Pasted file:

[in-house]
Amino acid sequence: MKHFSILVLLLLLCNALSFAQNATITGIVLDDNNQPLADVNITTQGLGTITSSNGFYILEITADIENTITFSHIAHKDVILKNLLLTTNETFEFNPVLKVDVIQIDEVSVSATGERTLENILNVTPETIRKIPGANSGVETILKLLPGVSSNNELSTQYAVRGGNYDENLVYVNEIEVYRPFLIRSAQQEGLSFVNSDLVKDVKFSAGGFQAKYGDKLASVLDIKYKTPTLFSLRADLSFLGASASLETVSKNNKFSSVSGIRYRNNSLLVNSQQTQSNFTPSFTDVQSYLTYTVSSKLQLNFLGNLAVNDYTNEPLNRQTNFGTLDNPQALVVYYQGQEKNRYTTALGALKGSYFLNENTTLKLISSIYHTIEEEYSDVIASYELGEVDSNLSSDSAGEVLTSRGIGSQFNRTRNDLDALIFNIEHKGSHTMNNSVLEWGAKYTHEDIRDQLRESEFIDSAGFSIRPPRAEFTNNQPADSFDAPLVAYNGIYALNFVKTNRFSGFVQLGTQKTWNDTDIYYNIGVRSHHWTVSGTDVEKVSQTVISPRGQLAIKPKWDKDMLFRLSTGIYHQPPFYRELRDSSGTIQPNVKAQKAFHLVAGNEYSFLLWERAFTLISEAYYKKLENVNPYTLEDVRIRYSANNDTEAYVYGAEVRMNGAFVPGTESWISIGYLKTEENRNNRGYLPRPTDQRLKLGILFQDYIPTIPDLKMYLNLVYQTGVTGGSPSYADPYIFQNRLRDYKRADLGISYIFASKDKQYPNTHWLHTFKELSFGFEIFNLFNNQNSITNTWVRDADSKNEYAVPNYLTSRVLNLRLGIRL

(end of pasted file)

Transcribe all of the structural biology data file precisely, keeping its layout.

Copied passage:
[in-house]
Amino acid sequence: MKHFSILVLLLLLCNALSFAQNATITGIVLDDNNQPLADVNITTQGLGTITSSNGFYILEITADIENTITFSHIAHKDVILKNLLLTTNETFEFNPVLKVDVIQIDEVSVSATGERTLENILNVTPETIRKIPGANSGVETILKLLPGVSSNNELSTQYAVRGGNYDENLVYVNEIEVYRPFLIRSAQQEGLSFVNSDLVKDVKFSAGGFQAKYGDKLASVLDIKYKTPTLFSLRADLSFLGASASLETVSKNNKFSSVSGIRYRNNSLLVNSQQTQSNFTPSFTDVQSYLTYTVSSKLQLNFLGNLAVNDYTNEPLNRQTNFGTLDNPQALVVYYQGQEKNRYTTALGALKGSYFLNENTTLKLISSIYHTIEEEYSDVIASYELGEVDSNLSSDSAGEVLTSRGIGSQFNRTRNDLDALIFNIEHKGSHTMNNSVLEWGAKYTHEDIRDQLRESEFIDSAGFSIRPPRAEFTNNQPADSFDAPLVAYNGIYALNFVKTNRFSGFVQLGTQKTWNDTDIYYNIGVRSHHWTVSGTDVEKVSQTVISPRGQLAIKPKWDKDMLFRLSTGIYHQPPFYRELRDSSGTIQPNVKAQKAFHLVAGNEYSFLLWERAFTLISEAYYKKLENVNPYTLEDVRIRYSANNDTEAYVYGAEVRMNGAFVPGTESWISIGYLKTEENRNNRGYLPRPTDQRLKLGILFQDYIPTIPDLKMYLNLVYQTGVTGGSPSYADPYIFQNRLRDYKRADLGISYIFASKDKQYPNTHWLHTFKELSFGFEIFNLFNNQNSITNTWVRDADSKNEYAVPNYLTSRVLNLRLGIRL